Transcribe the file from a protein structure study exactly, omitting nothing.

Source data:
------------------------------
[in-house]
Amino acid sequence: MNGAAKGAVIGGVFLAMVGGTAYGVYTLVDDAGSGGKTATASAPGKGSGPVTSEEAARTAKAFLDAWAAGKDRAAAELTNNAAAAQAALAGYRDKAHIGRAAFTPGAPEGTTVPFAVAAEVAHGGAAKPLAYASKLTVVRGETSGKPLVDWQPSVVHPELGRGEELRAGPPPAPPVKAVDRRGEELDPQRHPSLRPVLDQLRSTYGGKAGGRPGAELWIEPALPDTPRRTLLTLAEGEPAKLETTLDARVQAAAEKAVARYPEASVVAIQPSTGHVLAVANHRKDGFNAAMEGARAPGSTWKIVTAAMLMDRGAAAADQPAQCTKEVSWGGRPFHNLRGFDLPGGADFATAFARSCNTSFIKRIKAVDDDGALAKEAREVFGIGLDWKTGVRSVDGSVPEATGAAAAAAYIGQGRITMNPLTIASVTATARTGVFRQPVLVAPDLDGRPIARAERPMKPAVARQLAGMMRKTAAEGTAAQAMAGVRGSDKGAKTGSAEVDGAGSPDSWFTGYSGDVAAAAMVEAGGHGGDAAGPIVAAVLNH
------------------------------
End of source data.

[in-house]
Amino acid sequence: MNGAAKGAVIGGVFLAMVGGTAYGVYTLVDDAGSGGKTATASAPGKGSGPVTSEEAARTAKAFLDAWAAGKDRAAAELTNNAAAAQAALAGYRDKAHIGRAAFTPGAPEGTTVPFAVAAEVAHGGAAKPLAYASKLTVVRGETSGKPLVDWQPSVVHPELGRGEELRAGPPPAPPVKAVDRRGEELDPQRHPSLRPVLDQLRSTYGGKAGGRPGAELWIEPALPDTPRRTLLTLAEGEPAKLETTLDARVQAAAEKAVARYPEASVVAIQPSTGHVLAVANHRKDGFNAAMEGARAPGSTWKIVTAAMLMDRGAAAADQPAQCTKEVSWGGRPFHNLRGFDLPGGADFATAFARSCNTSFIKRIKAVDDDGALAKEAREVFGIGLDWKTGVRSVDGSVPEATGAAAAAAYIGQGRITMNPLTIASVTATARTGVFRQPVLVAPDLDGRPIARAERPMKPAVARQLAGMMRKTAAEGTAAQAMAGVRGSDKGAKTGSAEVDGAGSPDSWFTGYSGDVAAAAMVEAGGHGGDAAGPIVAAVLNH